PITTSBURGH, March 12, 2020 – nanoGriptech®, the first commercial manufacturer of gecko-inspired micro-structured dry adhesives and surfaces for a wide range of applications, including wearable consumer products, semiconductor and glass handling, and automotive upholstery fastening, has received $6 million in capital funding. The company will use the investments to scale its manufacturing operations and strengthen its commercialization activities.
Financing is being provided by overseas and domestic sources, including Koç Holding, Turkey’s largest industrial conglomerate; Inventram, a high-tech investment company based in Istanbul, Turkey, that is a joint venture of Koç Group and Mitsui & Co. Europe PLC.; Industrial Technology Investment Corporation (ITIC), the venture capital arm of the Industrial Technology Research Institute (ITRI), a Hsinchu, Taiwan-based R&D consortium; Innovation Works; Idea Foundry; Urban Redevelopment Authority of Pittsburgh; and Grouse Ridge Capital.
nanoGriptech’s products include:
- Setex GeckoGrip® used to improve friction or grip in consumer wearables, safety gear and outdoors/sports equipment. The technology is perfect for applications such as eyewear, earbuds and any other moldable surface that touches the skin.
- Setex GeckoTape™ repeatable, residue-free alternative to non-repeatable, tacky and residue-prone materials. These customized adhesives are ideal for applications such as semiconductor and parts handling, glass handling, robotics end effectors, packaging and mounting to smooth surfaces.
- Setex Ultra-Thin Fastener™ innovative, low-profile, low-weight, double-sided fastening system that is a flexible alternative to hook and loop and mushroom connectors used in automotive upholstery, packaging, and hermetic closure applications.
Earlier this year, nanoGriptech introduced its first consumer product, anti-slip microstructured nose pads for eyewear. The product is made with Setex Gecko Grip and is currently available exclusively through Amazon.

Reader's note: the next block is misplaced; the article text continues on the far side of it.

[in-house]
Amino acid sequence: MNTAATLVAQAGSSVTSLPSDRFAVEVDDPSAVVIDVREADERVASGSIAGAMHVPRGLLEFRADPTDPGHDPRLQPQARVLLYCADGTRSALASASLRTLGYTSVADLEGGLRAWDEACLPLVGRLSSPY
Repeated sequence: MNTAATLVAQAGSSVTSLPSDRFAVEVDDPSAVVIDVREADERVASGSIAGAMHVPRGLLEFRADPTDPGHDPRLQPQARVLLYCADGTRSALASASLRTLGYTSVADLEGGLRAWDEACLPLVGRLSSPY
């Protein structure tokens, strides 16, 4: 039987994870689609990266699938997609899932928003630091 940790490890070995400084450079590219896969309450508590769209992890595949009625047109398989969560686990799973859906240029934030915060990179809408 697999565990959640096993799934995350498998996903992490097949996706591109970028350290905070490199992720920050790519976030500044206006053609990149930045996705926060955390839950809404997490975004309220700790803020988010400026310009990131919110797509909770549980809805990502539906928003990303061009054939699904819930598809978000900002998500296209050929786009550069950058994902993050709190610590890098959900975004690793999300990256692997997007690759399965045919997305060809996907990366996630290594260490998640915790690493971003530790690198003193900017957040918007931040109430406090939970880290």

“We are grateful to so many organizations that believe in the value of revolutionizing bio-inspired adhesive technology,” says Nicholas Kuhn, CEO of nanoGriptech. “The support we have received enables us to expand our consumer product offerings and also transition from batch and sheet manufacturing to a roll-to-roll high throughput system.”
“nanoGriptech’s products have tremendous market potential,” adds Cem Soysal, CEO of Inventram and a new member of nanoGriptech’s board of directors. “All of us at Inventram look forward to helping nanoGriptech strengthen its position as a market leader.”
nanoGriptech was incorporated in 2012 by Metin Sitti while he was a professor in Carnegie Mellon University’s Department of Mechanical Engineering and in the school’s Robotics Institute. “It is gratifying to see academic research turn into a sustainable company,” says Dr. Sitti, who is currently director of the Physical Intelligence Department of the Max Planck Institute for Intelligent Systems in Stuttgart, Germany.
Prior to the current round of funding, the company received Small Business Innovation Research (SBIR) and Small Business Technology Transfer (STTR) grants from the National Science Foundation, NASA and the U.S. Department of Defense, along with support from the PA NanoMaterials Commercialization Center and several private investors.
About nanoGriptech, Inc.
nanoGriptech, Inc. is a privately-held developer and manufacturer of gecko-inspired dry adhesive technology used in applications ranging from wearable consumer goods to semiconductor and glass handling to automotive upholstery fastening. The company was spun out of Carnegie Mellon University in 2012 and occupies 6,000 square feet of space in a former chocolate factory in Pittsburgh’s Lawrenceville neighborhood.
This news release may contain forward-looking statements, which, if not based on historical facts, involve current assumptions and forecasts as well as risks and uncertainties. Our actual results may differ materially from the results or events stated in the forward-looking statements, including, but not limited to, certain events not within the Company’s control. Events that could cause results to differ include failure to meet ongoing developmental and manufacturing timelines, changing GMP requirements, the need for additional capital requirements, risks associated with regulatory approval processes, adverse changes to reimbursement for the Company’s products/services, and delays with respect to market acceptance of new products/services and technologies. Other risks may be detailed from time to time, but the Company does not attempt to revise or update its forward-looking statements even if future experience or changes make it evident that any projected events or results expressed or implied therein will not be realized.